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Prepping Your Furnace for the Winter Months

Your furnace may need some TLC before starting it up this winter. Here are some tips on what to do to get your furnace prepped before the cold months arrive.

Prepping furnace for the winter iStock

Turning on a heater after a long time can yield an unwelcome surprise. Imagine it’s the season’s first wintry day. It’s chilly enough in your house that you turn on the heat. After about thirty minutes, you realize that you’re still cold. You check your thermostat, only to find that the heat is on, but there doesn’t seem to be anything happening. The day’s forecast calls for even colder weather to come, and the thought of being without heat has you in a frenzy.

Of course, you could call an HVAC technician for an emergency house call but considering that others invariably have the same problem, you may not get help for quite some time. To avoid this uncomfortable scenario, it’s a good idea to perform some annual furnace maintenance in advance of winter. Here’s how.

Start By Making Sure You Have a Clean Filter

Plenty of dust can collect on the furnace’s filter during use, and one of the easiest ways to ensure your system’s optimal performance is to replace the filter. So, before you turn your heat on for the winter, choose one of the best furnace filters and swap it out for the old one. Experts recommend that you replace your filter at least once every three months. But for maximum efficiency and to prevent thick dirt buildup on your filter, it is a good idea to check it monthly and replace it as needed.

Run Your Heat Briefly in the Fall to Check for Issues

Another good idea for winter furnace prep is to ensure that your heating system runs. The best test is to turn your system on in the fall and run it above your home’s room temperature. Once the system starts, listen for unusual noises and check for strange odors. Initially, you may detect a burning smell, which could be something as simple as burning dust that’s found its way into the system. It will go away after running the heat for a while.

Odors that aren’t normal are those that smell like burning plastic or electrical wiring. In such instances, getting an inspection by a professional is a good idea. An expert can also perform an extensive furnace cleaning on more intricate parts of the system.

For dust on the surface of your furnace, you can wipe it away with a damp microfiber towel.

Install a New Thermostat

Another consideration as you prep your furnace for winter is to get rid of that old thermostat and replace it with an energy-efficient one. You can choose a programmable thermostat or upgrade to a smart thermostat.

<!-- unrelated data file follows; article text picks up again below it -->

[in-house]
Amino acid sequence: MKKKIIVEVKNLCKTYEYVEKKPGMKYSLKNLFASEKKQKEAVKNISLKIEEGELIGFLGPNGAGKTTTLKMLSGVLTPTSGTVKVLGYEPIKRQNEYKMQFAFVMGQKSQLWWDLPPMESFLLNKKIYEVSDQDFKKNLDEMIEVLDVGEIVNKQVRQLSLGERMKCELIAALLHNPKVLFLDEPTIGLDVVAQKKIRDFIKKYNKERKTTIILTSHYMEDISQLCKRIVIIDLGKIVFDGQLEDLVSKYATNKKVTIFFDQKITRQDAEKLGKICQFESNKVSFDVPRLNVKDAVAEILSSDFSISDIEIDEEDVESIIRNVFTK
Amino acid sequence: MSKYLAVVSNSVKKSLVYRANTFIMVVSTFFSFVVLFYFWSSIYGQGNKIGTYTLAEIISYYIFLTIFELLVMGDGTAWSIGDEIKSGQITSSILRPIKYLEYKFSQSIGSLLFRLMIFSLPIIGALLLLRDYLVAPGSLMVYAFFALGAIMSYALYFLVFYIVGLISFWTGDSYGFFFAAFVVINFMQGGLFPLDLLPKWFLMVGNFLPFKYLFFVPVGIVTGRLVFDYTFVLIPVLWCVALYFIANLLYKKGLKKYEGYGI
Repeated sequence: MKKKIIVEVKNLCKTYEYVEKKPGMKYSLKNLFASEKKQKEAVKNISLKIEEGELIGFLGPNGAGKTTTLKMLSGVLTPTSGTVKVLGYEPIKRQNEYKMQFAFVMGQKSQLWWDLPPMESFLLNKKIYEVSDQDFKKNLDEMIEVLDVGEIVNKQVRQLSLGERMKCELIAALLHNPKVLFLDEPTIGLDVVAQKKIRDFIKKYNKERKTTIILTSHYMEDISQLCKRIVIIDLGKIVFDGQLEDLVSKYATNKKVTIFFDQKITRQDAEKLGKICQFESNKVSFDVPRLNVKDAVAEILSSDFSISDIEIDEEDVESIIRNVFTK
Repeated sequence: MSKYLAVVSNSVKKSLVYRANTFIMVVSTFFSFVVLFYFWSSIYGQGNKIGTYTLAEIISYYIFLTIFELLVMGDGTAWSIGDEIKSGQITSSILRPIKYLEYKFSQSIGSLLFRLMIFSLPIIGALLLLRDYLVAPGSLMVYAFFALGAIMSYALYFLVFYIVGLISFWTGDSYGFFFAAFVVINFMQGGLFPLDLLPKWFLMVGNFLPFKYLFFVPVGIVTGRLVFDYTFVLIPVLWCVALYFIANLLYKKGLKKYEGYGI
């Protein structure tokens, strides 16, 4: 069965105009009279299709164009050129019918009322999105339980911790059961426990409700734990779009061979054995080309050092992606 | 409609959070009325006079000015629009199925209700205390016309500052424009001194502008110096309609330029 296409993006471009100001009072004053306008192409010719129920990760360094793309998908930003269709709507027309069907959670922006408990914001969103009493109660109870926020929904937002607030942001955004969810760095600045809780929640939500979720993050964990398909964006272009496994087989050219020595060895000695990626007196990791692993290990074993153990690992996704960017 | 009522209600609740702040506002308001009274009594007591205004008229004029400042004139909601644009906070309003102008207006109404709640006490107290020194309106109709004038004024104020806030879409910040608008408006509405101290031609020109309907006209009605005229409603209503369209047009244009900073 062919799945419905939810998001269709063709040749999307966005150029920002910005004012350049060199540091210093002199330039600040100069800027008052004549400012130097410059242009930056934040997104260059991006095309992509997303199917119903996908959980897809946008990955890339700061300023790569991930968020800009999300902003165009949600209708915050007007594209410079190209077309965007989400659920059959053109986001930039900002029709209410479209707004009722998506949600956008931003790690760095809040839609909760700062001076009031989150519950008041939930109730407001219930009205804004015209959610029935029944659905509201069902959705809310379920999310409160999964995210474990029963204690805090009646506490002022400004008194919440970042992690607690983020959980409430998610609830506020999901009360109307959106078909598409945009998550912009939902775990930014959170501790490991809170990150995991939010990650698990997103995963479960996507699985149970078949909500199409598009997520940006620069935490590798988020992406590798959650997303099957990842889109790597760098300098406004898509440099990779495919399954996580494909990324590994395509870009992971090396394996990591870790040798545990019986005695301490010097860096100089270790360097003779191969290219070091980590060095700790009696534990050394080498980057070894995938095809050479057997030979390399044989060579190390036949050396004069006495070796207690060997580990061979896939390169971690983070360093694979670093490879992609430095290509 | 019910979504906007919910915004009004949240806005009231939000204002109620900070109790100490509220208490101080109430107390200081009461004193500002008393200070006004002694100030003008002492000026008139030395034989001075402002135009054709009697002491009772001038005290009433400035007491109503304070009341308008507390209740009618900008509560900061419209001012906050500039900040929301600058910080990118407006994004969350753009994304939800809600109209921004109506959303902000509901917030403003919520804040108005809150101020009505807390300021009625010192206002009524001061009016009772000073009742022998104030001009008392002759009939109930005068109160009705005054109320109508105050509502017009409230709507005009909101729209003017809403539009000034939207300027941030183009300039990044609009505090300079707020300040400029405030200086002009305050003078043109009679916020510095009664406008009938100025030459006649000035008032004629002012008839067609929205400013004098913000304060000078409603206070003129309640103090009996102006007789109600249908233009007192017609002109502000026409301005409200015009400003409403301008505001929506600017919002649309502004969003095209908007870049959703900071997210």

Both kinds of thermostats give you greater control over your home’s energy use. With a programable thermostat, you can set temperatures and times. Then, throughout the day, the thermostat will control your home’s heat levels overnight and while you’re away at work. A smart thermostat will do what a programable one will do, but the advantage is that you can control it from your smartphone or even a smartwatch. So, if you forget to program your thermostat while on the go, you can remedy the problem, so you won’t have to come home to a cold house.

Check for What’s Not So Obvious

Sometimes problems with your furnace can be simple to fix but not so obvious to detect. Here are some things to check for that may not be readily apparent.

Look for a pilot light

One problem with your furnace may be that your pilot light isn’t lit. Solving this issue may be as simple as relighting it with a flame or pressing an ignitor button. However, if you smell gas or can’t figure out how to light the pilot, it’s best to call in a pro.

Examine the circuit breaker

Another not-so-obvious problem may lie in your power supply. Before you panic and assume your heating system needs repair or replacement, check the circuit box. Someone may have turned this switch off, particularly if you’ve recently had repairs done in your home. Or the circuit may have shut off for some other reason, possibly even be a short in the wiring. In such instances, your problem may not be your HVAC system at all and you’ll have to call an electrician.

Hire a Professional to Perform an Annual Inspection

You can do a few things to get your furnace ready for winter. However, it may be ideal to hire a professional to perform an inspection on your system to ensure it is functioning and ready for winter use. Here are a few essential tips when calling in an HVAC pro.

  • Start by checking reviews online
  • Find a nationally certified HVAC contractor
  • Ask friends, neighbors, and colleagues for references
  • Discover how much the inspection will cost
  • Check for special offers to save money
  • Interview the companies you’re considering hiring
  • Get an estimate in writing

If you hire a professional, they may determine that you need a new furnace. New furnace costs, including the new unit and labor, could run between $1,500 and $9,500, depending on the type of furnace you need. If a new furnace is outside your budget, some companies offer pricing plans that allow you to finance the purchase of a new system.

Check All Fire and Carbon Monoxide Detectors

Since a faulty furnace can cause a fire or release carbon monoxide into the air, it is a good idea to ensure that your smoke detectors and carbon monoxide detectors are working. Start by replacing the batteries in them, and consider upgrading to newer models if they’re outdated.